Gesso is something many beginners try to understand. While professional artists blend it and share homemade recipes, beginners just want to know what is this and if I need it or not?!
The decision is gesso necessary for acrylic painting depends on the surface you work with. You don’t have to gesso a pre-primed canvas purchased in a craft shop, but even if you need it, you can make a Homemade Gesso easily. The gesso is necessary for raw canvas, wood, and other surfaces because it provides paint adhesion.
I’d like to guide you in this article to common reasons why we use gesso for acrylic painting, my easy instruction on how to do it, but also how we can make it at home or where to buy the recommended brands for the best prices.
Table of contents:
- ⏩ What is gesso?
- ⏩ The 2 main reasons Why gesso is necessary for acrylic painting
- When the gesso is not necessary
- How to apply gesso
- Tips to paint with gesso
- 11 affordable acrylic gesso
- ⏩ 4 Homemade gesso recipes
What is gesso?
Gesso is a primer to get your canvas ready for painting. Gesso isn’t just white acrylic paint. Modern acrylic gesso is a combination of:
- Acrylic polymer medium (binder)
- Calcium carbonate (chalk)
- A pigment (usually Titanium white)
- Chemicals that ensure flexibility and long archival life
Acrylic gesso doesn’t contain glue!
You can buy gesso readymade from any art supply shop or you can make your own, homemade gesso. You’ll find the list of recommended gesso and 3 homemade recipes in this article.
The main function of gesso is to prepare (or “prime”) the surface for painting, making the surface slightly textured and ready to accept acrylic paint. The gesso can be applied to nearly any surface, and then you can paint on that surface with acrylic paint.
Without gesso, the canvas will just soak all paint.
The word gesso is a noun, but many artists also use it as a verb. For example: "You need to gesso your canvas before you paint."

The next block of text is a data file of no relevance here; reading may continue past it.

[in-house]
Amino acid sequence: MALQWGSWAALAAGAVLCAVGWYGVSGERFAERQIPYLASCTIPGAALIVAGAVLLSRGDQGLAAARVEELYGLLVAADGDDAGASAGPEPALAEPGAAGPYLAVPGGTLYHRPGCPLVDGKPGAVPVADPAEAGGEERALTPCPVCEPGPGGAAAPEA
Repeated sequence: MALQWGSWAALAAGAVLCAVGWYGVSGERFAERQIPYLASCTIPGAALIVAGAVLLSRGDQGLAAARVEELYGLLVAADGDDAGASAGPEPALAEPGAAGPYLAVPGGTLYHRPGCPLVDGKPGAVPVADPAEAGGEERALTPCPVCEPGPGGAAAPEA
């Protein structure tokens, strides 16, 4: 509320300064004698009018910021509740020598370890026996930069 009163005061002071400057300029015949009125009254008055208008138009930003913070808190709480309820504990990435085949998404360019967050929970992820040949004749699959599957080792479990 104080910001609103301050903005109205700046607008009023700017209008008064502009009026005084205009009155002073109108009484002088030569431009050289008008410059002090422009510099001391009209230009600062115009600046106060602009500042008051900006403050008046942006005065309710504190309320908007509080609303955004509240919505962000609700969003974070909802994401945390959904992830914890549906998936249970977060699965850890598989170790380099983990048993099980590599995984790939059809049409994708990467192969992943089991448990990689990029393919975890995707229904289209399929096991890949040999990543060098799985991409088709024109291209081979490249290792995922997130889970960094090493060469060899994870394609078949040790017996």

2 gesso grades: student and artist
The difference between the two grades is the amounts and different ratios of pigment vs. filler, which affects price and quality.
|Composition: more filler, less pigment. Fine with pre-primed canvases.|
Products: e.i. Liquitex Basics Gesso Surface Prep
|Composition: more pigment, thicker, more opaque. Good for raw and primed canvases.|
Price: more expensive
Products: e.i. Liquitex Acrylic Gesso
The consistency and texture of gesso will vary from brand to brand. Some brands put “heavy” in the name of the gesso. The only way to find your ideal gesso is to try!
The most common and traditional color is white. Today some brands also sell colored, black or clear options.
E.i. Holbein Acryla Colored Gesso has 21 colors in its chart:
In fact, you can add some acrylic paint to your gesso and make it any color you want.
What form is better for you? There is no rule on which forms to use. Feel free to choose whatever is more comfortable for your work personally.
E.i. you can squeeze bottled gesso or a tub directly on your canvas and use a brush to smooth it. With a jar you don’t have to pour it, you can just deep brush into the gesso.
When you use a gesso spray don’t forget to shake it before using. In this case, you even don’t need any brush but be careful and watch the homogeneous layer.